Regarding subflooring, picking the best material is a must for the job. 

There are several options available to choose from. One of the most popular choices is plywood, which can come in different thicknesses. 

The two most commonly used subflooring types are 5/8 inch and 3/4 inch plywood; which is the best for your subfloor with better insulation? 

Also, which plywood is more expensive, and why is it good? We’ll be comparing these two plywoods.

Depending on the subflooring you want, 5/8 and 3/4 plywood differ but have advantages and disadvantages. If you want a subfloor with more stability and won’t sag easily, although more expensive, use 3/4 plywood. However, for a subfloor that doesn’t require extra thickness or wants to install a carpet, 5/8 plywood will be great and cost-effective.

This article will compare the 5/8 and 3/4 plywood for subflooring and provide tips on the type best suited for certain applications.

By the end, you’ll know which plywood best suits you based on your budget and subflooring needs.

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5/8 Vs. 3/4 Plywood; Which Is Better for Subflooring?

Plywood for Subfloor

Choosing the right subfloor plywood is important when constructing a new home or renovating an existing one. 

To choose between a 5/8 and 3/4 plywood, you must understand its pros and cons before deciding the best to use for your subfloor.

5/8 plywood is thinner and lighter than 3/4, making it easier to handle and install. It is also cheaper, making it a more affordable option for those on a tight budget. 

However, 5/8 plywood is not as durable as 3/4 plywood and may not be suitable for high-traffic areas or areas with heavy furniture.

On the other hand, 3/4 plywood is thicker and heavier than 5/8 plywood, making it more durable and sturdy. It is better for areas with much foot traffic, such as hallways and living rooms. 

However, it is also more expensive than 5/8 plywood, which may make it a less attractive option for those on a budget.

The choice between 5/8 and 3/4 plywood for subflooring will depend on several factors.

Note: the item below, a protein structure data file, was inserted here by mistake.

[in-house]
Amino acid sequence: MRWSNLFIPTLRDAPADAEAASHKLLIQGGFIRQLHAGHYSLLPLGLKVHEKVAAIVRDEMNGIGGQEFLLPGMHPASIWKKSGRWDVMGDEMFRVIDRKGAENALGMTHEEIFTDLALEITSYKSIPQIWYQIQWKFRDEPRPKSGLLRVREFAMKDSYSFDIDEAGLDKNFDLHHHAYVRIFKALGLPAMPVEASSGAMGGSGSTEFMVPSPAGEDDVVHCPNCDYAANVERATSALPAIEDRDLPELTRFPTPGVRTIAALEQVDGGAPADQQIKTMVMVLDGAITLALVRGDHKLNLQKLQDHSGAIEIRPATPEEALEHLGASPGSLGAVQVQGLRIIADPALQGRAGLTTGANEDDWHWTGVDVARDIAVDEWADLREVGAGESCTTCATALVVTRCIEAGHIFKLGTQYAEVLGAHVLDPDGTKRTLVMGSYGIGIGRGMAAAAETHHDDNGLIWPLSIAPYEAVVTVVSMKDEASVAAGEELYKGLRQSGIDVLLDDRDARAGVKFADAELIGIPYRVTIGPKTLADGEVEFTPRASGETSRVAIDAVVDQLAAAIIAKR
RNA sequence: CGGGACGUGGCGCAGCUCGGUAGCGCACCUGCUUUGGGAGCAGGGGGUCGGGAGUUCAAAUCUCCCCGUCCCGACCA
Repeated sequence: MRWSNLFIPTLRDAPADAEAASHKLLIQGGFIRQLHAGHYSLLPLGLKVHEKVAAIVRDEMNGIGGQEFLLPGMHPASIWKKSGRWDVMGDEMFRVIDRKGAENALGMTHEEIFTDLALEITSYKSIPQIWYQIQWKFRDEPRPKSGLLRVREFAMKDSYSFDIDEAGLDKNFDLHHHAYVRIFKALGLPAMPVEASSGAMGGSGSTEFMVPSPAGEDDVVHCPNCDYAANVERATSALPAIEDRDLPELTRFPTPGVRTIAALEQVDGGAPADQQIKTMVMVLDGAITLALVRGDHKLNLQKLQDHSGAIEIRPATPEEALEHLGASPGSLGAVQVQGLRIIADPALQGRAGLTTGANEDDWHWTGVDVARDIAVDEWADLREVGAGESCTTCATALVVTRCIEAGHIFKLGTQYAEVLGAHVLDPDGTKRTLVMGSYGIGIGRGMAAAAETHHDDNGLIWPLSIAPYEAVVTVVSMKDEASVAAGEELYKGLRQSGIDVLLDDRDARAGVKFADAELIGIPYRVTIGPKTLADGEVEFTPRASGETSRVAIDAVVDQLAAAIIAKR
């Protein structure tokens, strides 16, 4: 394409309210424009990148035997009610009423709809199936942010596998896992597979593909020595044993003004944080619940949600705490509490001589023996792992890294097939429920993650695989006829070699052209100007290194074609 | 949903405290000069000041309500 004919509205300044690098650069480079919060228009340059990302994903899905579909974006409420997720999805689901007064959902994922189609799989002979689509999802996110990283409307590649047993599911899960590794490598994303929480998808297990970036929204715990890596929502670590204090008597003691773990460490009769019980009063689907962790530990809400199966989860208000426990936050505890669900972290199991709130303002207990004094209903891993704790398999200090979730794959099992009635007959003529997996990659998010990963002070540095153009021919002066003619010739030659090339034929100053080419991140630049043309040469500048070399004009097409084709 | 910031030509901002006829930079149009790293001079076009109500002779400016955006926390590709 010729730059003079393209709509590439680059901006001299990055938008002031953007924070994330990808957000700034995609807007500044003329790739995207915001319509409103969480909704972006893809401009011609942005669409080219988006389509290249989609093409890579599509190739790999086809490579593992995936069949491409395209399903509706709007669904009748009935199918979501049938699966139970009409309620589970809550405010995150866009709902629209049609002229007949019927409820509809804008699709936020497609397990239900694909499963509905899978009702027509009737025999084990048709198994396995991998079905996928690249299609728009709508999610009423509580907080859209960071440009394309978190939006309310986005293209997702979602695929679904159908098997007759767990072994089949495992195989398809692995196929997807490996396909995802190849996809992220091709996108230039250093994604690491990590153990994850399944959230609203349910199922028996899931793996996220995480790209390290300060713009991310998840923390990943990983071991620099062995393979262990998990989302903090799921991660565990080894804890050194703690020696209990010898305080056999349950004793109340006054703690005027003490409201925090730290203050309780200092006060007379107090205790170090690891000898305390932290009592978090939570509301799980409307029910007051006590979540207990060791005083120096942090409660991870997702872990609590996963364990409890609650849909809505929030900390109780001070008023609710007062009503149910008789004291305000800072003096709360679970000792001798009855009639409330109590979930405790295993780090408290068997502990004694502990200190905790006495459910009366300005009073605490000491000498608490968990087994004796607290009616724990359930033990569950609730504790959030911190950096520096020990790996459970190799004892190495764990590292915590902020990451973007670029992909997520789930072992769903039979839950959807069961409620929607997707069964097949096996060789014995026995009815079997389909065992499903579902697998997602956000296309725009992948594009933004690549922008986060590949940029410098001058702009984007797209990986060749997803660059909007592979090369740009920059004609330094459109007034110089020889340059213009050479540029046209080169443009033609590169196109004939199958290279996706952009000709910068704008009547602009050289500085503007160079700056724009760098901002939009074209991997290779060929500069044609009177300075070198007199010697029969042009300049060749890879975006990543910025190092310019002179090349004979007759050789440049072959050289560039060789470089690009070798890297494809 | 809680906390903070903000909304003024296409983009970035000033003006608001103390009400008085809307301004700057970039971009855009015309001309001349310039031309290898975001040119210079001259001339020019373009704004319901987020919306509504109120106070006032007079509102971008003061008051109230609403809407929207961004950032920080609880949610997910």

For instance, the amount of foot traffic the area will receive, the weight of furniture placed on the subfloor, and the overall budget for the project. 

Also, if your local building codes require you to use a larger joist spacing based on the subfloor spacing, then a 3/4 plywood it is.

The plywood thickness will provide the support needed.

Sometimes, the flooring you want to install will affect the thickness of the plywood you want to use for your subfloor.

For instance, if you want to install tile flooring, you need a solid subfloor like the 3/4 plywood. However, for lighter flooring like a carpet, then a 5/8 plywood will work.

Considering all these factors carefully before making a final decision is important. 

The table below will highlight the key features of the 5/8 and 3/4 plywood when used in subflooring.

5/8-inch Plywood3/4-inch Plywood
It is lighter and easier to install.It is thicker and more difficult to install.
It is more likely to sag over time and is less stable than 3/4 plywood.It is more stable and durable.
Cheaper than the 3/4 plywood. It is more expensive.
Suitable for standard joist spacing (16 inches)Great for wider joist spacing (24 inches.)

In essence, 5/8 and 3/4 plywood can be effective choices for subflooring if installed properly and used in the appropriate areas. 

With proper installation and maintenance, either option can provide a strong, stable foundation for your flooring.

Generally, there is no clear winner if it boils down to choosing between 5/8 and 3/4 plywood for subflooring. 

It now depends on your project’s specific needs and a professional contractor’s advice. 

However, considering factors like weight-bearing capacity and plywood quality, you can create a durable and long-lasting subfloor for your home.

Does 5/8 Plywood Insulate Better than 3/4 Plywood in Subfloor?

No, 5/8 plywood does not provide better insulation than 3/4 plywood used for subflooring. 

However, plywood doesn’t have much insulation compared to other materials designed for insulation. They have minimal R-value, and so provide a little insulation.

The R-value refers to the material’s thermal resistance, indicating its ability to resist heat flow. The 5/8 plywood has a R-value of 0.77, while the 3/4 plywood R-value is 0.94.